When Apple published the spec sheets for its new Mac Studio computer, people were quick to voice their confusion about why on earth the version with the new M1 Ultra chip weighed a whole two pounds (almost a kilogram) more than the version with the M1 Max. While the M1 Ultra is basically two M1 Maxes stuck together, that’s not the reason for the weight difference, according to Apple. It turns out, it comes down to the metal used in the computer’s thermal systems.
Here’s what Apple spokesperson Alex Bender said in an email to The Verge:
They have the same 370W power supply. The additional weight is due to M1 Ultra having a larger copper thermal module, whereas M1 Max has an aluminum heatsink.
So there we go. Mystery solved. It’s not that the M1 Ultra required a beefier power supply (which isn’t an unfair assumption) or that the fans are powerful enough to push down the scale, as one Twitter user joked. It’s that it’s got a heavier metal — at room temperature, copper is 8.96 grams per cubic centimeter, whereas aluminum is a svelte 2.70 grams. That means that, if the design of the heatsinks is exactly the same, the copper version would be over three times heavier than the aluminum one.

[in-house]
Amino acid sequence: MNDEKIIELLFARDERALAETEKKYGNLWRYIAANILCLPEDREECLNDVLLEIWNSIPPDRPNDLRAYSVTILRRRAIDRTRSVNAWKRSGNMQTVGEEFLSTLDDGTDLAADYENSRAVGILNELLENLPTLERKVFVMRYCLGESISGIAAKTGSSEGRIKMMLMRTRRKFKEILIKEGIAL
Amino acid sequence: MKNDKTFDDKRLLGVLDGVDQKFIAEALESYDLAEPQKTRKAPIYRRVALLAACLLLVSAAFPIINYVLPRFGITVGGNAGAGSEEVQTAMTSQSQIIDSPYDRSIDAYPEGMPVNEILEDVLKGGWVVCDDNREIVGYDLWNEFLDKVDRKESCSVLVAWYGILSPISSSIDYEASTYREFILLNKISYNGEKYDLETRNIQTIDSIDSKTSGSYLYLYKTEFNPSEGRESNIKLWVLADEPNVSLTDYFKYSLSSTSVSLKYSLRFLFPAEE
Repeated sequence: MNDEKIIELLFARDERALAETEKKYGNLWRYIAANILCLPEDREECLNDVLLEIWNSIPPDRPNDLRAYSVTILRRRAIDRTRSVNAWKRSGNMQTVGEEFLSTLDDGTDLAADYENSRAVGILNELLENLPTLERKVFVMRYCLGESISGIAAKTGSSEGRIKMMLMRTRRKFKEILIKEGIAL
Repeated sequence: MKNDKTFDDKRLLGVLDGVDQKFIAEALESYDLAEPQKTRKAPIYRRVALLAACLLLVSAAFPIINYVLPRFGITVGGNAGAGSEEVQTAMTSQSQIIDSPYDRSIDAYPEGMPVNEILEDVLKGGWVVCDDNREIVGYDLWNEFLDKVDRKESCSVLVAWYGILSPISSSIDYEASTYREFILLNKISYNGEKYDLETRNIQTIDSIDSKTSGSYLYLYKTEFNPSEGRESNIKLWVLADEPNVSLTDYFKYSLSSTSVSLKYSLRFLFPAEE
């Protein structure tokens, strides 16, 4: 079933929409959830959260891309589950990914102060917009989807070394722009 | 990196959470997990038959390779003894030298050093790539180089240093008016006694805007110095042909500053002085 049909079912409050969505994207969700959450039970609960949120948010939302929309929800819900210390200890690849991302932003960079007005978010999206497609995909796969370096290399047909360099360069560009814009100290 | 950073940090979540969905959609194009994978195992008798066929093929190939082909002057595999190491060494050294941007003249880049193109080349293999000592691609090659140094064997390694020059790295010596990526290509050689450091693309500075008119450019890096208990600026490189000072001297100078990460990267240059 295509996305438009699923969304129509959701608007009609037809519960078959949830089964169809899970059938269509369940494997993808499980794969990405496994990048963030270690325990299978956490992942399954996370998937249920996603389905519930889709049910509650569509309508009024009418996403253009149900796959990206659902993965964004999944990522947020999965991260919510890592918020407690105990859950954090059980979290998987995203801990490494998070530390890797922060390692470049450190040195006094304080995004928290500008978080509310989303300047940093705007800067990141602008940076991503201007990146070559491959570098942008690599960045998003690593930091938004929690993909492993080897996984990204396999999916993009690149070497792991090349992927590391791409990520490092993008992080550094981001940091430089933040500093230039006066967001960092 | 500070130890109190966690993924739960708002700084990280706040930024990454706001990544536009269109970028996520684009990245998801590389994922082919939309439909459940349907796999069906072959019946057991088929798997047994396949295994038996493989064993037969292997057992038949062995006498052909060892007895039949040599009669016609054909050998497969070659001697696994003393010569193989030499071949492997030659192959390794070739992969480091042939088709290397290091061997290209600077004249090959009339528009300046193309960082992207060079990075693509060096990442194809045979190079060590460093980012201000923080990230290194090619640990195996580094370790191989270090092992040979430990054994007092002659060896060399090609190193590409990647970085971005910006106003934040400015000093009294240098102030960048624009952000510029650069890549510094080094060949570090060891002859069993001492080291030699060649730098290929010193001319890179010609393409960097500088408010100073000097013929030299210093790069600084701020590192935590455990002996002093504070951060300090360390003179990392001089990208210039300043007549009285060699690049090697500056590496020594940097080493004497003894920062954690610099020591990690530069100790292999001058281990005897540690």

It is worth noting that copper isn’t automatically better than aluminum. It’s really all about design, as we learned when Sony replaced the PS5’s heatsink with a smaller, lighter one, without accruing a notable performance hit. We’ll likely have to wait for someone to tear the two versions of the computer down to see if there are any design changes in the Ultra version, but for now, it seems like the M1 Ultra’s added heft can be chalked up to material choices.
Update March 9th 3:48PM ET: Added attribution to Apple statement in line with The Verge’s background policy.